Calgary – Energy security front and center at the Transboundary Summit in Calgary

Building a North American energy security alliance will require a “delicate balance” of policy, according to Alberta’s energy minister.

Sonia Savage is one of 500 provincial, state and federal legislators and business leaders gathered in Calgary this week for the Pacific Northwest Economic Region (PWNER) Summit.

The summit includes representatives from Alaska, Idaho, Montana, Oregon and Washington.

“We are next door. We are ready, willing and able to increase supply and supply,” Savage told reporters.

The four-day summit is highlighting several important topics from across borders, but on Monday the creation of a North American energy security and sustainability framework took center stage.

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“That security of supply, not just for Canada, but for North America,” PWNER president and Calgary MLA Richard Gottfried told OlxPraca. “How can we transport these energy products, how can we generate electricity, how can we ensure that there is sustainability and that there is a lack of volatility not only for our customers but for our business as well?” “

Russia’s invasion of Ukraine earlier this year has seen a “sea change” in the debate over the uninterrupted availability of affordable energy sources, according to Gary Marr, president of the Canada West Foundation.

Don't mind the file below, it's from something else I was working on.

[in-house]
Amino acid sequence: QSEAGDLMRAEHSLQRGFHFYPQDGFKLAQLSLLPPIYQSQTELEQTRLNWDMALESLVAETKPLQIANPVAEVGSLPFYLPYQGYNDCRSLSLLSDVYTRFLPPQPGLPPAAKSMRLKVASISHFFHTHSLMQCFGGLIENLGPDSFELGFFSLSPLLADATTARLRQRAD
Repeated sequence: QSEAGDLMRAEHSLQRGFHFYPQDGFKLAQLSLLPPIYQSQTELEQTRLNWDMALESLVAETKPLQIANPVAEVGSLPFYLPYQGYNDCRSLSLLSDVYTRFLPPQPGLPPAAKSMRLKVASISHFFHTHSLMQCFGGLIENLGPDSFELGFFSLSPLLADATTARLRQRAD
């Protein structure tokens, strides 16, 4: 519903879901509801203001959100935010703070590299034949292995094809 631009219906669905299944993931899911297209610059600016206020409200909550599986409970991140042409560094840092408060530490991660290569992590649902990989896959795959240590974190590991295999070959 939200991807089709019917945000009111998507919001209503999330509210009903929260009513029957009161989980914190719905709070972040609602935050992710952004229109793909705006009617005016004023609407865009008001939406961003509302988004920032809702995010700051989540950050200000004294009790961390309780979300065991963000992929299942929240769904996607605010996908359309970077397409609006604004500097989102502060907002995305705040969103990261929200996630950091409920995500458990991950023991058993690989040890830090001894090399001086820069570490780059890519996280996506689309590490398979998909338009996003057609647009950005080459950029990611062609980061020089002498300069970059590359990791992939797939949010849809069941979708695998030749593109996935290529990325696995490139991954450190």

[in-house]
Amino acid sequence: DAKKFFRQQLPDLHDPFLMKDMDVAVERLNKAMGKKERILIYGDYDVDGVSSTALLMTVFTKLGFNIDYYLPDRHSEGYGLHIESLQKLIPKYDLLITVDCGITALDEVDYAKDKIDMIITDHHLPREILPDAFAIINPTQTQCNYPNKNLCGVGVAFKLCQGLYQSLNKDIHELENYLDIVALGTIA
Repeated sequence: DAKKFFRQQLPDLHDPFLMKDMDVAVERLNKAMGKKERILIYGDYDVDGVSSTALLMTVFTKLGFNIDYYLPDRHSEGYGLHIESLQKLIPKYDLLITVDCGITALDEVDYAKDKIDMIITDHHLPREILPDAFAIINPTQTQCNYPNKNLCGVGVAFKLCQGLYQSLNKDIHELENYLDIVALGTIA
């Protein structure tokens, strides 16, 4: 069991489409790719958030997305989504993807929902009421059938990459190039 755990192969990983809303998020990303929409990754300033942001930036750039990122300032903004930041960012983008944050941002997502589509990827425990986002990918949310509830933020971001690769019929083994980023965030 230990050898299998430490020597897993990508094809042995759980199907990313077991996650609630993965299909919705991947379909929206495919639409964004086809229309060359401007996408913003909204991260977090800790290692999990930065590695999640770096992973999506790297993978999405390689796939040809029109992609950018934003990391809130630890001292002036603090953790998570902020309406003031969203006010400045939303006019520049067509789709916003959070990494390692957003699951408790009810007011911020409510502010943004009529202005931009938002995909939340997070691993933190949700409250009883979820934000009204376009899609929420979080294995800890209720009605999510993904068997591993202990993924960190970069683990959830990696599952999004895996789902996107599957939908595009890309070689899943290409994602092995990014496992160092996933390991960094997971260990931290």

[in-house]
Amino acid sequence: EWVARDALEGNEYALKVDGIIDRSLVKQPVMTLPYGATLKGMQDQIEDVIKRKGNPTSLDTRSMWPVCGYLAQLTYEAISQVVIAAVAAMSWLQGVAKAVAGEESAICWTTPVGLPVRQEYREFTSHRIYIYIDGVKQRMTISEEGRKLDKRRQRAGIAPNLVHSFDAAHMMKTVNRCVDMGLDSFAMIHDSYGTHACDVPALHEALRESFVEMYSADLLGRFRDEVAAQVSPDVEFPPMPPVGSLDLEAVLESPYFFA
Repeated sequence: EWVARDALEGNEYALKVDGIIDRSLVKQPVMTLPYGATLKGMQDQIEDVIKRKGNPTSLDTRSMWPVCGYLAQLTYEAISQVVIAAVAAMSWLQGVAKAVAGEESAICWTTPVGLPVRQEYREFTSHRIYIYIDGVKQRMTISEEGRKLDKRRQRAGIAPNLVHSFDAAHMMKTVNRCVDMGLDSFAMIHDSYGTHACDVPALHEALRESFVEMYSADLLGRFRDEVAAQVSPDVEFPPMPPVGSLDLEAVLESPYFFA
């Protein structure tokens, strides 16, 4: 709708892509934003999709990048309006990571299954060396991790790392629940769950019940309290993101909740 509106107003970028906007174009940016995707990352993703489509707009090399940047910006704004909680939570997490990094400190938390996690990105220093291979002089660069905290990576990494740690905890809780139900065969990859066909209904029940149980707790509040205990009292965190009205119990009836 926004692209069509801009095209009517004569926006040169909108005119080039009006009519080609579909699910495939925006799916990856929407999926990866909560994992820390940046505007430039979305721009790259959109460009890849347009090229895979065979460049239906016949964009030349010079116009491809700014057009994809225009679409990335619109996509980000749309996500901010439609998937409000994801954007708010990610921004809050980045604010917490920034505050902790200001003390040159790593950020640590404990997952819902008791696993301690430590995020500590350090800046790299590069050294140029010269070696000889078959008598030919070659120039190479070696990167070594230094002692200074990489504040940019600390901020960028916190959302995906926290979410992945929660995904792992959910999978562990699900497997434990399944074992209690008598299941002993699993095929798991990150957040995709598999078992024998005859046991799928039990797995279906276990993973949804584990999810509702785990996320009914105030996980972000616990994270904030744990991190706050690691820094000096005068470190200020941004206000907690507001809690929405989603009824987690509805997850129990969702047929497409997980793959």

This comes at a time when many countries around the world are banning the import of oil and gas produced by Russia.

“I think it has intensified the debate on North American oil and North American energy security,” Marr said.

U.S. Ambassador to Canada David Cohen and Canadian Ambassador to the U.S. Kirsten Hillman both addressed energy security at the summit on Monday ahead of a tour of oil sands facilities later this week.

“My goals are to go and see what’s going on,” Hillman said. “To talk to the people who are involved in the projects there, so I can go back to the U.S. and talk about what’s going on in Alberta, and the efforts that are being made.” Let’s talk about coins and the environmental responsibility of our industry.”

Savage said he hopes the visit will help promote Alberta Energy within the Biden administration.

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According to Savage, there is a “softness” in the conversation about energy security across North America “with the sense that energy is going to come from somewhere.”

“If we leave it in the ground here, it’s coming out of the ground somewhere else, like Russia,” Savage said. “I think there’s a clear sense of the need for us to work together and better, collaboratively, across North America.”

He added that there is a “desire” for further cooperation between the two countries on the issue.

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Alberta government officials have lobbied U.S. lawmakers for an increased role for Canadian oil and gas south of the border as an alternative to “conflict oil” from Saudi Arabia, Iran and Venezuela.

The province is also setting up offices in Denver, Chicago and Seattle this summer, following the installation of former Conservative MP James Rajote as Alberta’s U.S. ambassador to the Canadian embassy.

Savage said reaching a framework with the U.S. would require a policy shift that balances climate change goals with energy conservation.

“It’s a big, growing problem that we need to address with climate change,” Savage said.

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“If we’re going to solve climate change, we have to focus on energy security. We can’t do without each other.”

The PWNER summit continues on Tuesday with discussions on agriculture, transport and infrastructure.

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